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Bitcoin network reaches size half that of Tianhe-1A, quarter of Folding@Home
Bitcoin ranks at about a quarter as powerful as Folding@Home — the most powerful distributed computing cluster in the world.
The image in this post is created in real time, however the metrics are bing compared from the February 25th, 2011 levels. Information gathered from Raulo’s comments on the forum.
US reclaims the crown with the world's fastest supercomputer
Suck it, China and Japan… with IBM’s Sequoia supercomputer, we have once again regained the title of world’s fastest supercomputer. Merka.
Japan re-claims the title of having the world's fastest supercomputer. Fine, whatever, see if I care.
A couple months ago, China proudly unveiled what was at the time, the world’s fastest supercomputer that was clocked at 2.5 petaflops. Now, Japan’s K Computer has absolutely smashed that record, computing 8.2 quadrillion calculations per second, or 8.2 petaflops. EAT IT COMMIES.
IBM wants to build an exascale computer by 2024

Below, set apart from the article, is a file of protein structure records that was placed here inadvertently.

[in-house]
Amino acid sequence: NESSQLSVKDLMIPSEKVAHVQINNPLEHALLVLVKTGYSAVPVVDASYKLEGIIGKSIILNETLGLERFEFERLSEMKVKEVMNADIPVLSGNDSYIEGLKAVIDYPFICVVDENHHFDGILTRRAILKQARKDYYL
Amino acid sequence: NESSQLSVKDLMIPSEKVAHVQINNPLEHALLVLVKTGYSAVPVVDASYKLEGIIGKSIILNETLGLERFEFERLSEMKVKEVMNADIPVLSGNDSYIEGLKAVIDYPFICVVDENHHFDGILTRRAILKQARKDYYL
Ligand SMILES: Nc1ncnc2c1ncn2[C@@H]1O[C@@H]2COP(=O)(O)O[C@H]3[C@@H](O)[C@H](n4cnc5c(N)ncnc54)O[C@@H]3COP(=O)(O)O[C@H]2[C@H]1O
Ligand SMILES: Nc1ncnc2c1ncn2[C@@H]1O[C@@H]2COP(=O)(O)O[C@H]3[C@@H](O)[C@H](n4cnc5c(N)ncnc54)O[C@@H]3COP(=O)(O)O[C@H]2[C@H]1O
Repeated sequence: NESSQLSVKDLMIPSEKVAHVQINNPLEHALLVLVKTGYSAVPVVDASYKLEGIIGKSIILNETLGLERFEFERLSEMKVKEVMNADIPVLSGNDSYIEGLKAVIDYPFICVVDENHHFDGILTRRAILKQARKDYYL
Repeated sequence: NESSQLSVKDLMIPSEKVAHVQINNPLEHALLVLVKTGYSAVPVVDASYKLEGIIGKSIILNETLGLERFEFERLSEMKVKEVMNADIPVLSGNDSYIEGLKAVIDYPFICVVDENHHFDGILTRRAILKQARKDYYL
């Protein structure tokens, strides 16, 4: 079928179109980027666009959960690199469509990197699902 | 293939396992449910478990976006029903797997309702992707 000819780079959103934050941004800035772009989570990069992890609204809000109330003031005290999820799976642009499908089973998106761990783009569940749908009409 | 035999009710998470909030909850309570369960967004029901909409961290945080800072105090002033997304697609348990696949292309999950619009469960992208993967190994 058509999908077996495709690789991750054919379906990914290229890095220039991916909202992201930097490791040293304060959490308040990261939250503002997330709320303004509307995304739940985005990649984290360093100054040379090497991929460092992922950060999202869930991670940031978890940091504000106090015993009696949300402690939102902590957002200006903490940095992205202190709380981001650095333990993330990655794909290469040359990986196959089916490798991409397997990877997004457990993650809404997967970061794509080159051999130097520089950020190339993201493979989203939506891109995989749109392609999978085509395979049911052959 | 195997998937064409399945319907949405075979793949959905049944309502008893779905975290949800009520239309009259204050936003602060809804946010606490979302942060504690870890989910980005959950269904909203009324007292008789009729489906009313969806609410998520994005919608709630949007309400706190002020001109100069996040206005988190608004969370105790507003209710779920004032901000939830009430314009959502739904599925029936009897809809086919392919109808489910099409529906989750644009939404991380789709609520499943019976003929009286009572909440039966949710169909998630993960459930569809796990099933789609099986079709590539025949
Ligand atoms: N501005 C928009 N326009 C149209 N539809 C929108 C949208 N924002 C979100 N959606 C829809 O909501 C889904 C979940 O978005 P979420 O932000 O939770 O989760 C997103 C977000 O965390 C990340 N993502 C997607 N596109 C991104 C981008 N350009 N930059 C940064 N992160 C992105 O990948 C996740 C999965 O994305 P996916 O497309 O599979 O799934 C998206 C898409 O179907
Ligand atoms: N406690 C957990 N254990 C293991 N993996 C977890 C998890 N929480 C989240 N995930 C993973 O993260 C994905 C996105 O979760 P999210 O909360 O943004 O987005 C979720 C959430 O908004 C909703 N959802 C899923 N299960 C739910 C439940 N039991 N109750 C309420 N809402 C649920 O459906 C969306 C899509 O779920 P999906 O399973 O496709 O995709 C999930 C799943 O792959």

IBM and ASTRON have embarked on a huge project with the goal of building an Exascale computer by 2024. Said computer would collect data from a 3000 km array of radio telescopes, streaming an exabyte of data every day. How much data is that? That’s twice as much data as is in the entire internet in a single day. So imagine all the data going around the internet on an average day around the world and double that. That’s how much data is going to be collected and processed by these radio telescopes.
“SDSC’s project is another example of cloud computing expanding the accessibility of high-performance computing (HPC) functionality once reserved for an exclusive set of institutions. Instead of being forced to build out huge clusters inside your own data centers, customers can outsource supercomputing needs to cloud vendors. Amazon offers special cluster compute instances for just such a purpose, and even built a supercomputer on the Elastic Compute Cloud that ranked among the Top 500 supercomputing sites in the world. Another project recently featured by Ars used the Amazon compute cloud to build a 30,000-core cluster for a pharmaceutical company that ran for about seven hours at a peak cost of $1,279 per hour.”—